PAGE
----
I’ve been spending a lot of time lately thinking about and cooking with stone fruits. Cherries, apricots, peaches, nectarines, plums. Of course, cherries are gone now and apricots are fading too. But this is the heart of stone fruit season and in the Pacific Northwest, it can be a long time coming. Any Northwest chef will tell you that waiting for summer fruit is a feat. While all of the food magazines are cooking merrily along with California summer fruits, here in the Pacific Northwest we are waiting patiently. It starts with rhubarb in late spring and on and on it goes until we get to apples and pears in September and it’s over. Sadly. I love rhubarb and berries, but stone fruits hold a special place in my culinary heart.
When I was a child, our family always spent one camping trip east of the Cascades searching out u-pick peaches. It was usually quite an escapade – Dad driving, Mom reading the map to the chosen farm and five kids in a station wagon. Inevitably, we got lost, Dad got frustrated and Mom kept turning around to mime to us kids, “Be quiet!” When we finally found the elusive farm, having 5 kids came in handy. We’d pick a lot of peaches and later, eat a lot of peaches. Back home, the peaches were canned and frozen and we enjoyed peach pies throughout the winter.
My first love of the stone fruits is the Italian prune plum. Growing up, we had a prune plum tree in our backyard that often yielded more than 60 pounds of plums. In early September when the plums were ripe, we’d pick them and then get busy canning and freezing. Canned, the Italian Prunes turned deep red and achieved a deep sweet, acidic flavor. They were a common dessert in our house straight from the canning jar, topped with a little ice cream or turned into a plum crisp or pie. Many years later, the plum tree fell sick and had to be removed. I’ve always missed that tree and often beg friends to be allowed to pick their lonely plums.
Italian Prunes are always my stone fruit of choice for cooking and baking. It doesn’t matter to me that they are often treated as the ugly stepchild of the stone fruit family. Brought together with a little sugar or honey and cooked until tender, they have an amazing deep tangy caramel flavor and dark red color. I’ve combined them with a little cinnamon or fresh ginger with great results and made a sweet and savory chutney with them. It’s tough to find them in the grocery store, but when you do, they’re likely to be inexpensive. Farmer’s markets are the best place to find them in large volumes. And they are a welcoming sign of early fall since they’re a late plum.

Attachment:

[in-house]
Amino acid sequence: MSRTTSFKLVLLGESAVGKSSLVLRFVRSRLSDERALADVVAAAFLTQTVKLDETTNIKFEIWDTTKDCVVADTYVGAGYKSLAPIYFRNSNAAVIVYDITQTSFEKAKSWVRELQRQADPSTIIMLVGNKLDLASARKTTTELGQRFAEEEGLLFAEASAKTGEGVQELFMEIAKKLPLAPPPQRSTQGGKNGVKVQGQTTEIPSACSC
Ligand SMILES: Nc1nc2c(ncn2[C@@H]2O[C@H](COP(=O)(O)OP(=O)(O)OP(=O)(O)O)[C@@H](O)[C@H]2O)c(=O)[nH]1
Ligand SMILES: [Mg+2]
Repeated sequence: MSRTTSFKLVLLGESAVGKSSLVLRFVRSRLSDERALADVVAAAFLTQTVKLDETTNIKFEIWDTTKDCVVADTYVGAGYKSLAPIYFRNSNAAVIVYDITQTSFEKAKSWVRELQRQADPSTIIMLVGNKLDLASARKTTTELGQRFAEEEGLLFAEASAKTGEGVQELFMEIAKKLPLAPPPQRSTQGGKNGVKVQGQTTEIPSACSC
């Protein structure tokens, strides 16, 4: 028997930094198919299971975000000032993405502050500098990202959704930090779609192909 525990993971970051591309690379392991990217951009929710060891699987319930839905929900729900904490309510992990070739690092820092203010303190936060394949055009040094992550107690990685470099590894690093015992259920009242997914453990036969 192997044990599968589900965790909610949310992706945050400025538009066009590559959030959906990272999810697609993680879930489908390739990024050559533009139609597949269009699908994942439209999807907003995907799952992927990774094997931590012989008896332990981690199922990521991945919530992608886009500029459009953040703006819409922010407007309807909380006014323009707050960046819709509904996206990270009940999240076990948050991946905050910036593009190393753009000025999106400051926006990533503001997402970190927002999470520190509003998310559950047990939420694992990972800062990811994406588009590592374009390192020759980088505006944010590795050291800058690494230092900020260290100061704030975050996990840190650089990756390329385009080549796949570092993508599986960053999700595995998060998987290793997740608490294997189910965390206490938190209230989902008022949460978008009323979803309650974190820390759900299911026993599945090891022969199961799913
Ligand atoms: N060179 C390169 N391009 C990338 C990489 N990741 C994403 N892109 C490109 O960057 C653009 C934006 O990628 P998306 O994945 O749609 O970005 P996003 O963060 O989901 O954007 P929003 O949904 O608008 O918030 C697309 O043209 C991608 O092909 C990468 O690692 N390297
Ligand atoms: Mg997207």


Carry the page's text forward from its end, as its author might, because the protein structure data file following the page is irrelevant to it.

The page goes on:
In this recipe, I’ve combined the Italian prune plum with some of my favorite ingredients – honey, almond and lavender. Lavender blooms in July, but I always dry some for use later in the season. Lavender adds a light perfumed component to the deep plum flavor. Be careful not to use too much. A little lavender goes a long way. The topping recipe is my standby for crisp and in this version I’ve added almonds. This recipe makes plenty of topping, so use what you prefer and freeze the rest for your next crisp. Honey sweetens the plums and a little drizzle over the finished crisp makes the dessert. Local honeys are abundant. Choose a mild fireweed or maybe even a lavender honey if you really like lavender. Serve the crisp with a small dollop of whipped cream or ice cream.
Italian Plum Crisp with Lavender, Almonds and Honey
1 ½ pounds Italian prune plums
¼ cup honey
1 to 1 ½ teaspoon dried lavender (to taste)
1 cup all-purpose flour
½ cup (4 oz.) butter
½ cup sliced almonds
1 cup brown sugar
1 cup rolled oats
Preheat oven to 350F. Wash and pit plums. Cut the plums into quarters. In a large bowl, toss together the plums, honey and lavender. (I like to break up the lavender by rubbing it between my palms as it goes into the bowl.) Place the plum mixture into an 8 x 8 inch baking pan.
With your hands or in a mixer fitted with a paddle, combine the flour, butter, sugar and oats until the mixture starts to clump. Add the almonds and mix just to combine. Spread about half of the topping evenly over the plums mixture. Bake 350F for 30-40 minutes or until the plum filling starts to bubble and the topping is lightly browned.